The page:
Health and wellness tips for your work, home and life – brought to you by the insurance professionals at Hafetz & Associates
Even if your job requires you to sit for eight or more hours, you can combat the effects of prolonged sitting with a variety of one-minute office workouts—right at your desk—to keep yourself active and improve your body’s strength and flexibility.
For Lower Body Strength
Sit in your chair. Extend one leg out in front of you. Hold it straight for five seconds. Raise it as high as you can and hold for five more seconds. Switch legs and repeat, for a total of three times on each side.
For Your Core and Arms
Sit in your chair with your legs crossed in front of you (like a pretzel), and your feet on the seat. Place your hands on the armrests, engage your core and raise yourself a couple inches above the seat. Hold for 10 seconds. Rest a few seconds, and repeat five more times.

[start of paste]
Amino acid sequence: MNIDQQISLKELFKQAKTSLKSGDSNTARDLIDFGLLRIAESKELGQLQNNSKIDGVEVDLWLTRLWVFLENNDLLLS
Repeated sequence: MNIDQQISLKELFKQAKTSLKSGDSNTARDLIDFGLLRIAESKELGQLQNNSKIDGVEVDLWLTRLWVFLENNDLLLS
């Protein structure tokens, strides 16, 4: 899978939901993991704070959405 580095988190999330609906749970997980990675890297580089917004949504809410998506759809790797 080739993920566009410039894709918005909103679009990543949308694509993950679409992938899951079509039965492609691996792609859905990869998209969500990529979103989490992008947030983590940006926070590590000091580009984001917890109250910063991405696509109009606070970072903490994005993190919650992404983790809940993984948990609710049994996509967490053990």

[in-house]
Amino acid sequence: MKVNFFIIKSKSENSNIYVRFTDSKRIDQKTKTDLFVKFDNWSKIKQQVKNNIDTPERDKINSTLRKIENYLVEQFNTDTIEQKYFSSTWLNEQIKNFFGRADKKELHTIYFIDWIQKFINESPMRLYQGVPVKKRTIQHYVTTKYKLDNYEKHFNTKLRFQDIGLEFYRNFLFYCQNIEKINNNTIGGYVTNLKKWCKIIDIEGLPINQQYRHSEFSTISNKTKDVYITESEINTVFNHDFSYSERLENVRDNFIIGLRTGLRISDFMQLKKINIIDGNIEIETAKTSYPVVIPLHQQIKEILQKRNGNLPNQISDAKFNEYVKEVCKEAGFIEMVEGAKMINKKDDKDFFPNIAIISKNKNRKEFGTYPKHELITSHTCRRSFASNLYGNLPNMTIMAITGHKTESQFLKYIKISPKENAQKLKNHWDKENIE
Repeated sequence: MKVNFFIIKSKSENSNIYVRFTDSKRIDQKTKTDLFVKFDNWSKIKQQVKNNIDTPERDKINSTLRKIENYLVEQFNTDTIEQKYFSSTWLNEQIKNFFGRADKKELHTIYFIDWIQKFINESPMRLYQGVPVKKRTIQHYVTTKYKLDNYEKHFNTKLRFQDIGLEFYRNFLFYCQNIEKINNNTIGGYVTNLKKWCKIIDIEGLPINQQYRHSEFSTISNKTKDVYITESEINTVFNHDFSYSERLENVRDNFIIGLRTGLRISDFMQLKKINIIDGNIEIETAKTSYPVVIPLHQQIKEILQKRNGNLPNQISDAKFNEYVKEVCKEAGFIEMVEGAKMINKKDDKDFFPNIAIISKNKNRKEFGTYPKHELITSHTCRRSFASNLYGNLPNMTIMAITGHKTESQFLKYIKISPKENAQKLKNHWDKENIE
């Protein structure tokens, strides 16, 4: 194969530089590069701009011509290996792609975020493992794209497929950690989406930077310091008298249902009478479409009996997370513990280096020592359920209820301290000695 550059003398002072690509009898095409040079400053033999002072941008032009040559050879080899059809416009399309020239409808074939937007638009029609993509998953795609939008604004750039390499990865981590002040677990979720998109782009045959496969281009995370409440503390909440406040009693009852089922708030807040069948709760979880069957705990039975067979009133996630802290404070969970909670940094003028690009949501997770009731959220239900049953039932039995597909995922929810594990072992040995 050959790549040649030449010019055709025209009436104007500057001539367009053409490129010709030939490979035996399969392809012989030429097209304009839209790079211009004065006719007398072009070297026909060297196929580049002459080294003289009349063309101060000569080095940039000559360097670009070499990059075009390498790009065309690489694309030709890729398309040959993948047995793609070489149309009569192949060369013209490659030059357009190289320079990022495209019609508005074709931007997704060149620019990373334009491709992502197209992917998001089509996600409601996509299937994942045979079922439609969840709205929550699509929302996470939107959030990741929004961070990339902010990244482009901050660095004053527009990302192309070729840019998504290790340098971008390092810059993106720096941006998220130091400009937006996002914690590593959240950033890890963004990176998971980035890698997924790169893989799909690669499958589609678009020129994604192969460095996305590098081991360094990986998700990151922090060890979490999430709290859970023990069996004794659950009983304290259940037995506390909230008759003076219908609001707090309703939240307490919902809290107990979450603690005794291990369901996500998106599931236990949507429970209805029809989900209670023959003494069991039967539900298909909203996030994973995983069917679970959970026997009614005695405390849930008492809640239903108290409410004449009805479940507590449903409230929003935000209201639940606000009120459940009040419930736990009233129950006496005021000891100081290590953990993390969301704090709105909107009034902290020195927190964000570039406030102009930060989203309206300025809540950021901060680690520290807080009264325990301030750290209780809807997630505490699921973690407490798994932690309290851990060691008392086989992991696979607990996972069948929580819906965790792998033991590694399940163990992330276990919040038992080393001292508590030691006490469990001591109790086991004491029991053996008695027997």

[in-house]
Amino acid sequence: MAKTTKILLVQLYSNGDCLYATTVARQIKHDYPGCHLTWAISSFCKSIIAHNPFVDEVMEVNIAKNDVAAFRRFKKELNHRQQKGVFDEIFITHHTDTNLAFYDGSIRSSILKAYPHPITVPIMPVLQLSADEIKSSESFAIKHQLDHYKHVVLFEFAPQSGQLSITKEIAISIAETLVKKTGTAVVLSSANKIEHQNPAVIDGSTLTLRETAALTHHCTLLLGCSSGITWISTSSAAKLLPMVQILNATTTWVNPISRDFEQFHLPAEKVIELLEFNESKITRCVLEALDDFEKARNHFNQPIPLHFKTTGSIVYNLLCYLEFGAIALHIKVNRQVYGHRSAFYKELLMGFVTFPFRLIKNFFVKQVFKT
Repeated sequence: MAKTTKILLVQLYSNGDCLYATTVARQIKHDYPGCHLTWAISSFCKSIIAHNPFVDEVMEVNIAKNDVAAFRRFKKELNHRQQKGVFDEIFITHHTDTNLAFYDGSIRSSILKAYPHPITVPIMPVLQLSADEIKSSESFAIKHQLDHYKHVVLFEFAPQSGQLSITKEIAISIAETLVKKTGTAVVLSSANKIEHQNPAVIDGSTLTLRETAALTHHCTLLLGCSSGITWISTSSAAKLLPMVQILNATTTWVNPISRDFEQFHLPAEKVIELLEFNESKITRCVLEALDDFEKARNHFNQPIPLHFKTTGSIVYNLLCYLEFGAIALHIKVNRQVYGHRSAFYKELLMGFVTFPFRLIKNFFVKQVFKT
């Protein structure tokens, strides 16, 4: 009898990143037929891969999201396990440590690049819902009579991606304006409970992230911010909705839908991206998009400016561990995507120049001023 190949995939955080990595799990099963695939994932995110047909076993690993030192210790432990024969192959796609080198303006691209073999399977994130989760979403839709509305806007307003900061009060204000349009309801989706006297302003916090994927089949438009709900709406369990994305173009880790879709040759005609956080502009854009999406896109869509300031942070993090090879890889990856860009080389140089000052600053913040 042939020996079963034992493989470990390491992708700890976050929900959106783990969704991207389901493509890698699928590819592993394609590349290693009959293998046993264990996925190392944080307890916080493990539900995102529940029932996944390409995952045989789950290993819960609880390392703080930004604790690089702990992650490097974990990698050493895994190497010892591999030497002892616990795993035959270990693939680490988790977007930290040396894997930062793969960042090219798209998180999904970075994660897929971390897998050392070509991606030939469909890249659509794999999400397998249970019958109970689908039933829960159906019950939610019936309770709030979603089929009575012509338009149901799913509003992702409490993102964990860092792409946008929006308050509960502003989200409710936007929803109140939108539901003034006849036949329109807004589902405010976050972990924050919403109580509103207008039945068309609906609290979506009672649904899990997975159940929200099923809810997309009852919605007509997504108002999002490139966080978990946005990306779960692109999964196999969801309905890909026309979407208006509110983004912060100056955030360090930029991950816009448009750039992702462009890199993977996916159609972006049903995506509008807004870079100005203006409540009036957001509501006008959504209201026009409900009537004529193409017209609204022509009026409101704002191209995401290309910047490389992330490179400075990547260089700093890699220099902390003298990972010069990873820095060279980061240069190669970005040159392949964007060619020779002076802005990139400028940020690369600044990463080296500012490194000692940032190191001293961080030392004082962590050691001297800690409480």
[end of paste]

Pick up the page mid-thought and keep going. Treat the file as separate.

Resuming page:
For Your Biceps
Sit tall with your abs pulled in. Hold a dumbbell or filled water bottle in one hand, with your arm stretched out straight and your palm facing the ceiling. Curl it up towards your shoulder and then back to the starting position 15 times. Alternate arms, and repeat.
To Stretch Stiff Muscles and Relieve Tension
Sit straight, facing forward. Turn your head to the left while turning your torso to the right. Hold for 5 seconds. Keep alternating sides for a total of 60 seconds.
Every Little Bit Counts
The impact of movement – even a leisurely walk – can be compelling. The muscle activity needed to move the body triggers important processes related to the breakdown of fats and sugars. This burns more calories, which can lead to weight loss and increased energy. In contrast, these processes stall when sitting, and health risks increase. Standing and actively moving kicks the body’s vital processes back into action.
The following are easy ways to incorporate movement into your workday:
- Take the stairs instead of the elevator.
- Go for brief walks as often as possible.
- Walk or go to the gym during your break.
Remember to consult with a doctor before starting any type of exercise regime.